In a little over 12 months, the New York State Food Donation and Food Scraps Recycling Law will take effect, requiring businesses that generate an annual average of two tons or more of wasted food per week to donate excess edible food; and recycle all remaining food scraps if they are within 25 miles of an organics recycler.
AdkAction and their newest project, Compost for Good, are hosting a Zoom event on January 20th from 10-11:30am. The event is designed to help municipal officials and community advocates understand the new law, and to introduce various options for composting. Representatives from NYS DEC will join us to discuss the new law as well as the Climate Smart Communities program. There will be a question and answer session after the presentation.
Cornell University has created a model that converts campus-generated organic waste into rich compost. It won a 2009 Environmental Quality Award from the U.S. EPA. – Cornell CALS photo/Almanack archive
Some of the most important trees in your woodlot are the ones that are no longer alive. Large, standing dead or dying trees—called snags—are an important part of healthy forests and a critical habitat feature for wildlife. They provide places for many birds and mammals to forage, den, nest, perch, and roost. Snags are very important for cavity-nesting birds like woodpeckers, nuthatches, and chickadees; for bats that roost within cavities, crevices, and flaky bark; and for countless species that rely on insects, fungi, and lichens as a food source. As long as they aren’t in a hazardous location such as near a road or building, consider leaving snags for wildlife.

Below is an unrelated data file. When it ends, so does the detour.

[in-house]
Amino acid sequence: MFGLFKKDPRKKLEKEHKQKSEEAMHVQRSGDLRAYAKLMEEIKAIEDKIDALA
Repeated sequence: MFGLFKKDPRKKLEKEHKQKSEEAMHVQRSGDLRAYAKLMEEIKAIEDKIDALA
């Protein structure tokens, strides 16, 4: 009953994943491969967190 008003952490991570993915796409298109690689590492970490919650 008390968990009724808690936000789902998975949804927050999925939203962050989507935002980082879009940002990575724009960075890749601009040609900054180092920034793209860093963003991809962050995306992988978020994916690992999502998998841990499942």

In woodlands where snags are sparse or absent, it’s possible to create a few by topping, girdling, or simply leaving several mature trees as legacy trees that may become snags in the future.
Biologists recommend having at least three large snags (>12” diameter) per acre to benefit wildlife. These stately spires also add structural complexity, provide an element of visual interest, store carbon, reflect a forest stand’s past, and will enrich soils in the future.
As a card-carrying, registered tree hugger, I have long touted the benefits of trees such as carbon storage, energy savings and improved mental health. And beyond the familiar tree-related blessings such as maple syrup, lumber and firewood, I’ve written about some obscure things like birch-based candy that fights tooth decay, and health-promoting chaga tea derived from a birch fungus. Then there’s basswood bark for fiber, elm bark for baskets, and pine bark for lunch. That stuff is all pretty straightforward.